Cheney's Desperate Defense

By Dan Froomkin
3:00 PM ET, 05/22/2009

Cheney at AEI. (AP Photo/Luis M. Alvarez)

Former vice president Dick Cheney's snarling, duplicitous speech contrasting Bush and Obama administration counter-terrorism policies yesterday is best seen in the context of his understandably strong desire to avoid investigation or prosecution in the near future -- and ignominy in the history books.

While his speech is primarily being touted as a ferocious attack on President Obama -- and it certainly was that -- what Cheney is really doing is playing defense.

Running through his remarks were several familiar themes: That investigating what really happened during the past eight years is tantamount to prosecution, that criminalizing political behavior would be a terrible precedent, and that the Bush administration had absolutely nothing to do with the kind of abuse illustrated by the notorious photographs from Abu Ghraib prison.

That final point is really key. For five years, ever since the photos became public, Bush officials have been engaged in a concerted disinformation campaign aimed at denying that White House policy was in any way responsible for the widespread abuse of detainees.

I describe new evidence of that disinformation campaign in an article on NiemanWatchdog.org today. One of the torture memos released last month proves how baldly then-White House counsel Alberto Gonzales was lying in June 2004, as he tried to distance the administration from what happened at Abu Ghraib.

The latest iteration of the campaign has been Cheney's relentless focus on debating the appropriateness and efficacy of the techniques used on "high-value" detainees at CIA secret prisons. Cheney realizes that even if he loses this argument, as far as the American public is concerned, it's a close call.

To avoid more scrutiny, it's essential that he keep distancing the administration from the kind of abuse that is universally considered indefensible.

Indeed, Cheney said yesterday: "In public discussion of these matters, there has been a strange and sometimes willful attempt to conflate what happened at Abu Ghraib prison with the top secret program of enhanced interrogations. At Abu Ghraib, a few sadistic prison guards abused inmates in violation of American law, military regulations, and simple decency. For the harm they did, to Iraqi prisoners and to America's cause, they deserved and received Army justice. And it takes a deeply unfair cast of mind to equate the disgraces of Abu Ghraib with the lawful, skillful, and entirely honorable work of CIA personnel trained to deal with a few malevolent men."

The campaign has been so effective that there's only been limited public awareness of the mounting evidence -- including a bipartisan report from the Senate Armed Service Committee -- definitively linking decisions made by Bush and Cheney not just to the torture at the CIA's hands, but to the pervasive, inhumane treatment of detainees – many of whom were utterly innocent -- at prison facilities such as Abu Ghraib, Bagram, and Guantanamo.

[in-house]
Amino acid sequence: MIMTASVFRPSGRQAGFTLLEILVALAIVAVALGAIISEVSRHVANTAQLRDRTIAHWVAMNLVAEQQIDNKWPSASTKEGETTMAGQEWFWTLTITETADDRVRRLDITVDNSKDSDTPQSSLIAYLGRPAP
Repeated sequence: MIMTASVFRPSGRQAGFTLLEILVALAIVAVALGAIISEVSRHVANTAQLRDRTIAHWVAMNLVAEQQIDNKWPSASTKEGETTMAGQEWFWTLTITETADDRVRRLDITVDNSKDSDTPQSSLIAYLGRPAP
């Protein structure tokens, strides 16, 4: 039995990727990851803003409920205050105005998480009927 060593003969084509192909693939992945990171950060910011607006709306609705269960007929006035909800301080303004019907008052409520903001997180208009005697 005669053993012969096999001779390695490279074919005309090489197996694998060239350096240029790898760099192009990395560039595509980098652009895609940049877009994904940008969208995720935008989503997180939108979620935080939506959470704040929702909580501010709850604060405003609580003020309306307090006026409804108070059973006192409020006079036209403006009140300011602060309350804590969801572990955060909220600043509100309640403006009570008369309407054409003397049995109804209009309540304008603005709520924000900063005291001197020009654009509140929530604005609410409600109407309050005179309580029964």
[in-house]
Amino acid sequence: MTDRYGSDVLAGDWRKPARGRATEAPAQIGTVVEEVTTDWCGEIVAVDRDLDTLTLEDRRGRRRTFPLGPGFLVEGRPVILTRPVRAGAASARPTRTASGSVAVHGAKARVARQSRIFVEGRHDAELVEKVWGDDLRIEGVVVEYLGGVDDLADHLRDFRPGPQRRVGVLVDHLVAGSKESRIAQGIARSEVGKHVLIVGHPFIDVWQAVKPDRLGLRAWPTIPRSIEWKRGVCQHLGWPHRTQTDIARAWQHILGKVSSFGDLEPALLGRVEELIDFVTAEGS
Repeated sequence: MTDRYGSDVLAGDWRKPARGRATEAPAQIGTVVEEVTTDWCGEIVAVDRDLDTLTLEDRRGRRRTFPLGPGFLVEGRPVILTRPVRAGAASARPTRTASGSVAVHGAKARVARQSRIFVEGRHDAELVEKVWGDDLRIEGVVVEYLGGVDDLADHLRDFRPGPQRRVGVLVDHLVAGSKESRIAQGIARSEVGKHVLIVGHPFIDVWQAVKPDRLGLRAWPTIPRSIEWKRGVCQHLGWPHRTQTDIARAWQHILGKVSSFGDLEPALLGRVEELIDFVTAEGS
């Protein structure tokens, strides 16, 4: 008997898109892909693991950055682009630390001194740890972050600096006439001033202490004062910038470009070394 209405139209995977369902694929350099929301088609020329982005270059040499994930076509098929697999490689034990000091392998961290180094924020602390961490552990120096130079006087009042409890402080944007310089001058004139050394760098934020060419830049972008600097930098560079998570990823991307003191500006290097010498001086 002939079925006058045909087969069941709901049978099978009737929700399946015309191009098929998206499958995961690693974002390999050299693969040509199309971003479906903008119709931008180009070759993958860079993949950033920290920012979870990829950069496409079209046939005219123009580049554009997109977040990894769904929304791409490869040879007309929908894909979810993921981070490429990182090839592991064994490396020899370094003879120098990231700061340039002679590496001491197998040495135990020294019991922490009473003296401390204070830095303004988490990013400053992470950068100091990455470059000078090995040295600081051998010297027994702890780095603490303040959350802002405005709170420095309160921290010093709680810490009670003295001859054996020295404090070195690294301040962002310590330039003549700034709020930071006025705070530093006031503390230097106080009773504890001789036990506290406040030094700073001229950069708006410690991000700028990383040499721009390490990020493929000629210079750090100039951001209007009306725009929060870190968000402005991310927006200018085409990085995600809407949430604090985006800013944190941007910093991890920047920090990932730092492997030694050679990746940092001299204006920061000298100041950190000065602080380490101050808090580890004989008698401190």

The photographs that Obama recently decided not to release would have called renewed attention to the pervasiveness of abuse -- one reason Cheney was obviously delighted with that decision. (He called it "wise" yesterday.)

But even more so, the truth would come out in a thorough official investigation -- which is why Cheney is so opposed to one. He spoke contemptuously yesterday of a "so-called 'Truth Commission.'"

One other thing about Cheney's speech: He has yet to offer up any verifiable evidence that even a single life was saved through any of the administration's extreme tactics, including torture and warrantless surveillance. Nevertheless, he insisted yesterday that the "intelligence officers who questioned the terrorists can be proud of their work and proud of the results, because they prevented the violent death of thousands, if not hundreds of thousands, of innocent people."

Hundreds of thousands? Is Cheney now explicitly suggesting that torture averted a nuclear attack? That would be a first, even for him. Call it the return of the imaginary mushroom cloud.

Here's how you cover Cheney! Jonathan S. Landay and Warren P. Strobel write for McClatchy Newspapers: "Former Vice President Dick Cheney's defense Thursday of the Bush administration's policies for interrogating suspected terrorists contained omissions, exaggerations and misstatements."

Among them: "Cheney said that 'the key to any strategy is accurate intelligence,' but the Bush administration ignored warnings from experts in the CIA, the Defense Intelligence Agency, the State Department, the Department of Energy and other agencies, and used false or exaggerated intelligence supplied by Iraqi exile groups and others to help make its case for the 2003 invasion."

And "Cheney said that only 'ruthless enemies of this country' were detained by U.S. operatives overseas and taken to secret U.S. prisons.

"A 2008 McClatchy investigation, however, found that the vast majority of Guantanamo detainees captured in 2001 and 2002 in Afghanistan and Pakistan were innocent citizens or low-level fighters of little intelligence value who were turned over to American officials for money or because of personal or political rivalries.

"In addition, German Chancellor Angela Merkel said on Oct. 5, 2005, that the Bush administration had admitted to her that it had mistakenly abducted a German citizen, Khaled Masri, from Macedonia in January 2004.